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This is the magical moment when a tiny emerald tree monitor lizard first broke through its shell at Bristol Zoo Gardens.
Its eyes are not yet open and its tail is tightly coiled but this incredible little creature is about to breathe air for the first time.
This striking image was taken by Bristol Zoo’s senior reptile keeper, Adam Davis, as he carried out his regular checks on a clutch of eggs incubating in the Zoo’s Reptile House.
Adam said: “It can take up to a day for the tree monitor lizards to break out of their shells, but it is always a special moment when they first emerge.”
Bristol Zoo has been breeding emerald tree monitor lizards for the past 13 years.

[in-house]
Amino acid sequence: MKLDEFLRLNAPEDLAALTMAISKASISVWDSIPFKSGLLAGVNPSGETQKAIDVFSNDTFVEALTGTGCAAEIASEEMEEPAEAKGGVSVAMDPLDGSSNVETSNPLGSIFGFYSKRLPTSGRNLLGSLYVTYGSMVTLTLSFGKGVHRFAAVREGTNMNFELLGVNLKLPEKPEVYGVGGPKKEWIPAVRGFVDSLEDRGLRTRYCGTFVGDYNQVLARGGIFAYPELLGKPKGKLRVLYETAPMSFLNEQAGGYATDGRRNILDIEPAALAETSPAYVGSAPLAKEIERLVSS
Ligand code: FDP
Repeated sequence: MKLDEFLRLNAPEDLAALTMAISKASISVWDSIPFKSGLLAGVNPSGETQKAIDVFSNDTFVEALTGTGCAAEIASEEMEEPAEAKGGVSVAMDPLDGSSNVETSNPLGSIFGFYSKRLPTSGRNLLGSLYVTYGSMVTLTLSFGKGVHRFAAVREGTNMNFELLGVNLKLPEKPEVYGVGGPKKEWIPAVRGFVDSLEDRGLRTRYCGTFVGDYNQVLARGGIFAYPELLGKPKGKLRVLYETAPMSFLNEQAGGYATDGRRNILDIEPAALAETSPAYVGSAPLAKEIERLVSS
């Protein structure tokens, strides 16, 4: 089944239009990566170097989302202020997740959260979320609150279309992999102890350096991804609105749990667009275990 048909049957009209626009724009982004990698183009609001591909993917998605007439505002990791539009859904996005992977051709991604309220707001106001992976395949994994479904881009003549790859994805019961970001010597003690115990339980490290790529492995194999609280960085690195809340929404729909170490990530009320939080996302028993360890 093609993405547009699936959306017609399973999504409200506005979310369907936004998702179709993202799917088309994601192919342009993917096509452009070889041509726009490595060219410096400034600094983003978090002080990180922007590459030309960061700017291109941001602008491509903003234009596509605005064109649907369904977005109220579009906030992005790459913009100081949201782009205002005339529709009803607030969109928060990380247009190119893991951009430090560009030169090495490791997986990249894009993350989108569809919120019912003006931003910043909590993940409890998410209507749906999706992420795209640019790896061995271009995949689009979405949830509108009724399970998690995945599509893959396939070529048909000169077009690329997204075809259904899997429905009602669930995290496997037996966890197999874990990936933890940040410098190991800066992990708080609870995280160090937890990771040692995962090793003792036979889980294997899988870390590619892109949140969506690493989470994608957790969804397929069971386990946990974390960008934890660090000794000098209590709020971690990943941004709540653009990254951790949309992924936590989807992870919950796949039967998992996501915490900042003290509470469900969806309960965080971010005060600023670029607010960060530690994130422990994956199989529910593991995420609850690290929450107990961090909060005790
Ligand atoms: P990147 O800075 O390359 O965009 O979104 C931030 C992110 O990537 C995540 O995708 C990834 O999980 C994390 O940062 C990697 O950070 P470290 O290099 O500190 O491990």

Adam said: “We have always bred these lizards very successfully and have bred 33 in total over the years.”
The emerald tree monitor lizards are native to New Guinea and grow to around 1m long.
They spend the majority of their time in the branches of trees even when they are sleeping – holding on with their claws and tail wrapped around a branch. They are very strong climbers, with long limbs, toes and claws, and a prehensile tail working like a fifth limb.
Bristol Zoo is part of an important breeding programme, along with other European zoos, to safeguard the future of this remarkable species.
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